Social Security paying less than workers give.
They've warned us for years, now retirees are receiving less in Social Security than they paid in.
According to the Urban Institute, a married couple retiring last year, earning average lifetime wages, paid about $598,000 in Social Security taxes during their careers, but will only collect about $556,000 in benefits if they live into their 80s.
In 1960, retirees earned seven times the amount they put it in as long they made it to age 78 for men and 81 for women.
Not a problem says Edith Rincon with the Association for the Advancement of Retired Persons.
"Social Security is not in crisis at this moment," Rincon insists. "We know that it requires some meaningful changes to ensure future generations will receive the benefits they've earned."
Congressman Gene Green says so-called 'Baby Boomer' just live longer these days, and taking more out of the pot.
"My dad was fortunate to be in the Medicare generation, whereas his father and my other grandfather died before they even collected Social Security," says the Houston Democrat. "So, we're a victim of our success with good Medicare."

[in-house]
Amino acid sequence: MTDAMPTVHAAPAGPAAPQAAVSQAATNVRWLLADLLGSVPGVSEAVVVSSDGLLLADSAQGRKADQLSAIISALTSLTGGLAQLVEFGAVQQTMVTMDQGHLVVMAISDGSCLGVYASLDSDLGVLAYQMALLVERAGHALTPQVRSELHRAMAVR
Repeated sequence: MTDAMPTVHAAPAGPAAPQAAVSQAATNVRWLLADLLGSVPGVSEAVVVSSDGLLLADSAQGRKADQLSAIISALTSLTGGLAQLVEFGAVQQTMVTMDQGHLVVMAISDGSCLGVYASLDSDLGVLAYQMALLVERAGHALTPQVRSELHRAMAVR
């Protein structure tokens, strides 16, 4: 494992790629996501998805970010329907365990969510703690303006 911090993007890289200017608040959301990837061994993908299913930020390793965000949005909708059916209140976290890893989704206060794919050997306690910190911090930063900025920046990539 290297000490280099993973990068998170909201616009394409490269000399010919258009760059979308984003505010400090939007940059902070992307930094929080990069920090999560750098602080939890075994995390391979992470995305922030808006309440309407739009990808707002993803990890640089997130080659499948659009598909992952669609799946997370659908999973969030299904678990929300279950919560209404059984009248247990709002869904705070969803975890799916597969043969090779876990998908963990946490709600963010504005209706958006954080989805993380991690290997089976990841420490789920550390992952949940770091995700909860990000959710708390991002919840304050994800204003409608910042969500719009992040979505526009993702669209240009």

The Cato Institute's Michael Tanner says that's not good enough. He says major changes need to be made.
"You can bring in more money by raising the Social Security taxes on young workers," says Tanner. "Or you can reduce the amount of money going out by cutting Social Security benefits, which means raising the retirement age or changing the cost-of-living-adjustment."
Another option would allow today's workers could manage the money they chipped in so far.
"Social Security's rate of return is far less than private investment," Tanner says. "That's why one solution is to allow younger workers to privately invest at least a portion of their Social Security taxes through personal accounts."
It’s an issue Congress won't likely address until after the presidential election.